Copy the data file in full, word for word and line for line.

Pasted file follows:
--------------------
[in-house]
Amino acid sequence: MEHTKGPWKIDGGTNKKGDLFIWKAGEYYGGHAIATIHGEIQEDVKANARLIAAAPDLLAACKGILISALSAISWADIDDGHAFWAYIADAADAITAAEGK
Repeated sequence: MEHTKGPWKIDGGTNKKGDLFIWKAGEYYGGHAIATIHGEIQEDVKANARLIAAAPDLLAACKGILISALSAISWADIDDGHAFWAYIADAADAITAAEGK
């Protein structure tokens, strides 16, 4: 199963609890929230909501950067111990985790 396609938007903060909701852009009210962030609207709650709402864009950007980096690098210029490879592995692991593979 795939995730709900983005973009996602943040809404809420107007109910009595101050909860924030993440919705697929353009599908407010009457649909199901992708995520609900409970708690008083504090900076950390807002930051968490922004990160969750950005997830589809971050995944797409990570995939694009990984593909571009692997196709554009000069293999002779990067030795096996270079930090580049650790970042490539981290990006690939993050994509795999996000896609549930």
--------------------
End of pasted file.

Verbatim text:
[in-house]
Amino acid sequence: MEHTKGPWKIDGGTNKKGDLFIWKAGEYYGGHAIATIHGEIQEDVKANARLIAAAPDLLAACKGILISALSAISWADIDDGHAFWAYIADAADAITAAEGK
Repeated sequence: MEHTKGPWKIDGGTNKKGDLFIWKAGEYYGGHAIATIHGEIQEDVKANARLIAAAPDLLAACKGILISALSAISWADIDDGHAFWAYIADAADAITAAEGK
């Protein structure tokens, strides 16, 4: 199963609890929230909501950067111990985790 396609938007903060909701852009009210962030609207709650709402864009950007980096690098210029490879592995692991593979 795939995730709900983005973009996602943040809404809420107007109910009595101050909860924030993440919705697929353009599908407010009457649909199901992708995520609900409970708690008083504090900076950390807002930051968490922004990160969750950005997830589809971050995944797409990570995939694009990984593909571009692997196709554009000069293999002779990067030795096996270079930090580049650790970042490539981290990006690939993050994509795999996000896609549930």